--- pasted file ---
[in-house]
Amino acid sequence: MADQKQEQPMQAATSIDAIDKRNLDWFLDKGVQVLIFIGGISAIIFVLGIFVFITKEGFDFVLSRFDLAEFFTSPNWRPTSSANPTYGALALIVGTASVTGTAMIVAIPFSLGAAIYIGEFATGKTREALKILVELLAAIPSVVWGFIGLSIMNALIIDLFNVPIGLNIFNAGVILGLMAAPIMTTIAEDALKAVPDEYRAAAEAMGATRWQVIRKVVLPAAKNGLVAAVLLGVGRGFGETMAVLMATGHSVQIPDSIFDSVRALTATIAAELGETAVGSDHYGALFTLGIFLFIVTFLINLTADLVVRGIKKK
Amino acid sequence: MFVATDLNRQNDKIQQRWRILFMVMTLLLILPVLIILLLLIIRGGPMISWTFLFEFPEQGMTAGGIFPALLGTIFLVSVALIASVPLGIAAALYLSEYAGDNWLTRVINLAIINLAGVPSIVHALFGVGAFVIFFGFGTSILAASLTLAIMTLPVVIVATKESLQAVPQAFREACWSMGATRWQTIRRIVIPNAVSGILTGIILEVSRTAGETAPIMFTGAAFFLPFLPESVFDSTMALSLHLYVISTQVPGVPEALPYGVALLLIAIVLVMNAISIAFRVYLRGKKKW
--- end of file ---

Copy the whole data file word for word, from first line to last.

[in-house]
Amino acid sequence: MADQKQEQPMQAATSIDAIDKRNLDWFLDKGVQVLIFIGGISAIIFVLGIFVFITKEGFDFVLSRFDLAEFFTSPNWRPTSSANPTYGALALIVGTASVTGTAMIVAIPFSLGAAIYIGEFATGKTREALKILVELLAAIPSVVWGFIGLSIMNALIIDLFNVPIGLNIFNAGVILGLMAAPIMTTIAEDALKAVPDEYRAAAEAMGATRWQVIRKVVLPAAKNGLVAAVLLGVGRGFGETMAVLMATGHSVQIPDSIFDSVRALTATIAAELGETAVGSDHYGALFTLGIFLFIVTFLINLTADLVVRGIKKK
Amino acid sequence: MFVATDLNRQNDKIQQRWRILFMVMTLLLILPVLIILLLLIIRGGPMISWTFLFEFPEQGMTAGGIFPALLGTIFLVSVALIASVPLGIAAALYLSEYAGDNWLTRVINLAIINLAGVPSIVHALFGVGAFVIFFGFGTSILAASLTLAIMTLPVVIVATKESLQAVPQAFREACWSMGATRWQTIRRIVIPNAVSGILTGIILEVSRTAGETAPIMFTGAAFFLPFLPESVFDSTMALSLHLYVISTQVPGVPEALPYGVALLLIAIVLVMNAISIAFRVYLRGKKKW